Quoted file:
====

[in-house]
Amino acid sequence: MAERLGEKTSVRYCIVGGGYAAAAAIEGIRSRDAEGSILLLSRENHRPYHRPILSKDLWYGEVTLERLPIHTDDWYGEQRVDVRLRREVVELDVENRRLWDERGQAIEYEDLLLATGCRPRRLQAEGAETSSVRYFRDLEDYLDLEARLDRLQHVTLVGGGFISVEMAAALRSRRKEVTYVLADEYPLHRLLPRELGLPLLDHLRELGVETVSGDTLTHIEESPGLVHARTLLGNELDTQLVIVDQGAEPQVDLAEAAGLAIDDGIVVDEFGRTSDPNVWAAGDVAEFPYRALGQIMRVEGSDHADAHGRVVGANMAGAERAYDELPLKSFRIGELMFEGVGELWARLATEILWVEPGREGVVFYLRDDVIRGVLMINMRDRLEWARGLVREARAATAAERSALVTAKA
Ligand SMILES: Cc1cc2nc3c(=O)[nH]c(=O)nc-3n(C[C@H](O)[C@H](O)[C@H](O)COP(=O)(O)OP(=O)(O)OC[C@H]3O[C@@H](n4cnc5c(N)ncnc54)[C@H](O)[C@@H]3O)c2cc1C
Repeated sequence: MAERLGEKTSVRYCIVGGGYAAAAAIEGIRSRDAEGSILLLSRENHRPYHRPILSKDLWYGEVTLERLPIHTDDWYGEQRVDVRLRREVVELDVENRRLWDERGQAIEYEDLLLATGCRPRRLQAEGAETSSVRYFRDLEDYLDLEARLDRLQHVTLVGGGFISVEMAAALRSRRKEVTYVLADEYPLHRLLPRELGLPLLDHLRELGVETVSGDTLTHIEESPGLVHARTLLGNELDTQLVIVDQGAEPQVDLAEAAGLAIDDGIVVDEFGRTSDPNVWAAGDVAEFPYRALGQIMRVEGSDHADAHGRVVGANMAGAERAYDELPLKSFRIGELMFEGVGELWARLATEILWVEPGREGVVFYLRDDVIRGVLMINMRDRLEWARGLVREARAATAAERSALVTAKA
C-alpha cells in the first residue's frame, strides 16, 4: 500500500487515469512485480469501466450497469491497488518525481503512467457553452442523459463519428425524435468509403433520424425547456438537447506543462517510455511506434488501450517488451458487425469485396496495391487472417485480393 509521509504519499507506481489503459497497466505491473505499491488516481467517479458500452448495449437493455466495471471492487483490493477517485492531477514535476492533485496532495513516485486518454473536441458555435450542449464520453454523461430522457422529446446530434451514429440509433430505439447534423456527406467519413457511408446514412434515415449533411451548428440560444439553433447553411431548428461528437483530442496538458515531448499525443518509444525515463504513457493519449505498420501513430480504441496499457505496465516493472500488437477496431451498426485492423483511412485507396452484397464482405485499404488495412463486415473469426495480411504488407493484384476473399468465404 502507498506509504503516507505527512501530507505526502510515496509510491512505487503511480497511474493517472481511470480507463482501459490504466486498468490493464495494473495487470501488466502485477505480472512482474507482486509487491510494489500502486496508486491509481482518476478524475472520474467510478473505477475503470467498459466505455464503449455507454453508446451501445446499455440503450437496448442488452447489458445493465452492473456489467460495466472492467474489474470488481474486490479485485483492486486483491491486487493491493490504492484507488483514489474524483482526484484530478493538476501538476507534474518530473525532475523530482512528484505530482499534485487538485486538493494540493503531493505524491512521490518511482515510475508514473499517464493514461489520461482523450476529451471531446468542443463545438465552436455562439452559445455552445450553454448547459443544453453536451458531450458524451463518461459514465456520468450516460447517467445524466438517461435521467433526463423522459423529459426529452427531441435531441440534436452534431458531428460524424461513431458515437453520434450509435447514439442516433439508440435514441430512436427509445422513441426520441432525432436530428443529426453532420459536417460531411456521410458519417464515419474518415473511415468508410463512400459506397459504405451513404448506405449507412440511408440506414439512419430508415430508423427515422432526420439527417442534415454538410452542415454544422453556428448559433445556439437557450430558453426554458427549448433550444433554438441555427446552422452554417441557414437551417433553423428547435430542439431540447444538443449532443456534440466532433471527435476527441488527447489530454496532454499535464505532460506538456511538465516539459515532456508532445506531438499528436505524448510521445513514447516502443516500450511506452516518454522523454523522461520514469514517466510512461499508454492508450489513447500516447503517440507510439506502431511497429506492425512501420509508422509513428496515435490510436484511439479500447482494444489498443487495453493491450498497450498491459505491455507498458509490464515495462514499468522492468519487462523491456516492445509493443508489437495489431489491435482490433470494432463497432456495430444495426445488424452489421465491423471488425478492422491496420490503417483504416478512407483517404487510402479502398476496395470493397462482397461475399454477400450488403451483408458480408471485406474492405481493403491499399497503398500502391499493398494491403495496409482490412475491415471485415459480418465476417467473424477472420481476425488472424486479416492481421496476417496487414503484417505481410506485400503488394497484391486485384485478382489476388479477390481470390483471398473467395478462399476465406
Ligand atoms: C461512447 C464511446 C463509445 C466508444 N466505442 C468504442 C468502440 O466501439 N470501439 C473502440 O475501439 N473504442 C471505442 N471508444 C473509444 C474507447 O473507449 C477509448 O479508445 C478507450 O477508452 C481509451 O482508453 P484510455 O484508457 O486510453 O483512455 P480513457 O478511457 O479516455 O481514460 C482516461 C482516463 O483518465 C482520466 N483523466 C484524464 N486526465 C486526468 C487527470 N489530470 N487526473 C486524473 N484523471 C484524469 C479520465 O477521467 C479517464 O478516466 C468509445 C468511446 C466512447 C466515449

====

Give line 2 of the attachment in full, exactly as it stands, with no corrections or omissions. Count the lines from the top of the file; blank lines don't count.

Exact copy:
Amino acid sequence: MAERLGEKTSVRYCIVGGGYAAAAAIEGIRSRDAEGSILLLSRENHRPYHRPILSKDLWYGEVTLERLPIHTDDWYGEQRVDVRLRREVVELDVENRRLWDERGQAIEYEDLLLATGCRPRRLQAEGAETSSVRYFRDLEDYLDLEARLDRLQHVTLVGGGFISVEMAAALRSRRKEVTYVLADEYPLHRLLPRELGLPLLDHLRELGVETVSGDTLTHIEESPGLVHARTLLGNELDTQLVIVDQGAEPQVDLAEAAGLAIDDGIVVDEFGRTSDPNVWAAGDVAEFPYRALGQIMRVEGSDHADAHGRVVGANMAGAERAYDELPLKSFRIGELMFEGVGELWARLATEILWVEPGREGVVFYLRDDVIRGVLMINMRDRLEWARGLVREARAATAAERSALVTAKA